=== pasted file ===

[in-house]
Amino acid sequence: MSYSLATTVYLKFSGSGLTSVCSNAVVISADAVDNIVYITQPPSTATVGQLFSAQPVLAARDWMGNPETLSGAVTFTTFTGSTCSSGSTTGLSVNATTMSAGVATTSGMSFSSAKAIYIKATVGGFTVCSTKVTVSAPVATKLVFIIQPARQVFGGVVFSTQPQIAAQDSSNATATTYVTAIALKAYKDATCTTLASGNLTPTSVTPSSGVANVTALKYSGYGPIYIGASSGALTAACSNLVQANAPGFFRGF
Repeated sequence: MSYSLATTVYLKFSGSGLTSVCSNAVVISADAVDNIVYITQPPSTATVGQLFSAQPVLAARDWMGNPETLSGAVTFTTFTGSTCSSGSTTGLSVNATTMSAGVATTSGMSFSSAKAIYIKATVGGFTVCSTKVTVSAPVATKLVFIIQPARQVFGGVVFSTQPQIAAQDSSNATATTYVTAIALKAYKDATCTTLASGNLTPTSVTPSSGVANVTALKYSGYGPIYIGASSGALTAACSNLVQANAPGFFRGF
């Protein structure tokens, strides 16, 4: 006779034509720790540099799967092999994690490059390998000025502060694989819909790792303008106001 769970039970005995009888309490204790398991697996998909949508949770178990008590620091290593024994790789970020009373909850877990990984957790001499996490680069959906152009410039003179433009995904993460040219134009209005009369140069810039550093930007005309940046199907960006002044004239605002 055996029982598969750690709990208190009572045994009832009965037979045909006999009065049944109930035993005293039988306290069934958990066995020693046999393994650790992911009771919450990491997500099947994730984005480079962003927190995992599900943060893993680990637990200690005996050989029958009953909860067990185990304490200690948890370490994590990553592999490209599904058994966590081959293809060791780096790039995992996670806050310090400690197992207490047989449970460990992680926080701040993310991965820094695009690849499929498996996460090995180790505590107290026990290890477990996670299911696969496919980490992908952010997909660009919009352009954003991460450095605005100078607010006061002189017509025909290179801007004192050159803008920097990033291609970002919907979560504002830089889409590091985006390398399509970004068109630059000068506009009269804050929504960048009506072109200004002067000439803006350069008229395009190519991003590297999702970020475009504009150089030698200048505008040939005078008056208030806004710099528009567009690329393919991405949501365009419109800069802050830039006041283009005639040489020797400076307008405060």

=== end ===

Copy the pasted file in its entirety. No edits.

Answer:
[in-house]
Amino acid sequence: MSYSLATTVYLKFSGSGLTSVCSNAVVISADAVDNIVYITQPPSTATVGQLFSAQPVLAARDWMGNPETLSGAVTFTTFTGSTCSSGSTTGLSVNATTMSAGVATTSGMSFSSAKAIYIKATVGGFTVCSTKVTVSAPVATKLVFIIQPARQVFGGVVFSTQPQIAAQDSSNATATTYVTAIALKAYKDATCTTLASGNLTPTSVTPSSGVANVTALKYSGYGPIYIGASSGALTAACSNLVQANAPGFFRGF
Repeated sequence: MSYSLATTVYLKFSGSGLTSVCSNAVVISADAVDNIVYITQPPSTATVGQLFSAQPVLAARDWMGNPETLSGAVTFTTFTGSTCSSGSTTGLSVNATTMSAGVATTSGMSFSSAKAIYIKATVGGFTVCSTKVTVSAPVATKLVFIIQPARQVFGGVVFSTQPQIAAQDSSNATATTYVTAIALKAYKDATCTTLASGNLTPTSVTPSSGVANVTALKYSGYGPIYIGASSGALTAACSNLVQANAPGFFRGF
């Protein structure tokens, strides 16, 4: 006779034509720790540099799967092999994690490059390998000025502060694989819909790792303008106001 769970039970005995009888309490204790398991697996998909949508949770178990008590620091290593024994790789970020009373909850877990990984957790001499996490680069959906152009410039003179433009995904993460040219134009209005009369140069810039550093930007005309940046199907960006002044004239605002 055996029982598969750690709990208190009572045994009832009965037979045909006999009065049944109930035993005293039988306290069934958990066995020693046999393994650790992911009771919450990491997500099947994730984005480079962003927190995992599900943060893993680990637990200690005996050989029958009953909860067990185990304490200690948890370490994590990553592999490209599904058994966590081959293809060791780096790039995992996670806050310090400690197992207490047989449970460990992680926080701040993310991965820094695009690849499929498996996460090995180790505590107290026990290890477990996670299911696969496919980490992908952010997909660009919009352009954003991460450095605005100078607010006061002189017509025909290179801007004192050159803008920097990033291609970002919907979560504002830089889409590091985006390398399509970004068109630059000068506009009269804050929504960048009506072109200004002067000439803006350069008229395009190519991003590297999702970020475009504009150089030698200048505008040939005078008056208030806004710099528009567009690329393919991405949501365009419109800069802050830039006041283009005639040489020797400076307008405060």